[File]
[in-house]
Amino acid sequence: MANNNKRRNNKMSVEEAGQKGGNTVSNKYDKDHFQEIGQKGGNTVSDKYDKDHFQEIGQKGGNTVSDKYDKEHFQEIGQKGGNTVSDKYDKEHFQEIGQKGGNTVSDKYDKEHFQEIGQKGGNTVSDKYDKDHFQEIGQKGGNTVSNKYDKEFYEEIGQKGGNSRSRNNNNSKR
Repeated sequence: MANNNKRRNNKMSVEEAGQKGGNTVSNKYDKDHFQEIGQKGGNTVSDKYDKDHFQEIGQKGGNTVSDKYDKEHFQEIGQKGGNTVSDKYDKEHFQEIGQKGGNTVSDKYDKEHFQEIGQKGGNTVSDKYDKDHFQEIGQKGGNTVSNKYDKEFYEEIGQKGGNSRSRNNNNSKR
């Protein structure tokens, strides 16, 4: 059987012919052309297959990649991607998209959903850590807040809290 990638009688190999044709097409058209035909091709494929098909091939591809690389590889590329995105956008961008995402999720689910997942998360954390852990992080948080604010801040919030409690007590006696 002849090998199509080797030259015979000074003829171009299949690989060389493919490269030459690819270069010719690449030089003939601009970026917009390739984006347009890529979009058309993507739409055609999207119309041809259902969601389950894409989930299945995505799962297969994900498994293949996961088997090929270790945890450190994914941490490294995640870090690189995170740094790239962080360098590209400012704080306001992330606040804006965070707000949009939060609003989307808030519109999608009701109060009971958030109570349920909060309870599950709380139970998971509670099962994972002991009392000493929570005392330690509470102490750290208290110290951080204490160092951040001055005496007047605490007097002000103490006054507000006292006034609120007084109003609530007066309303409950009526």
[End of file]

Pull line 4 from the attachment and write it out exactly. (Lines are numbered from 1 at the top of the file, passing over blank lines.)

């Protein structure tokens, strides 16, 4: 059987012919052309297959990649991607998209959903850590807040809290 990638009688190999044709097409058209035909091709494929098909091939591809690389590889590329995105956008961008995402999720689910997942998360954390852990992080948080604010801040919030409690007590006696 002849090998199509080797030259015979000074003829171009299949690989060389493919490269030459690819270069010719690449030089003939601009970026917009390739984006347009890529979009058309993507739409055609999207119309041809259902969601389950894409989930299945995505799962297969994900498994293949996961088997090929270790945890450190994914941490490294995640870090690189995170740094790239962080360098590209400012704080306001992330606040804006965070707000949009939060609003989307808030519109999608009701109060009971958030109570349920909060309870599950709380139970998971509670099962994972002991009392000493929570005392330690509470102490750290208290110290951080204490160092951040001055005496007047605490007097002000103490006054507000006292006034609120007084109003609530007066309303409950009526």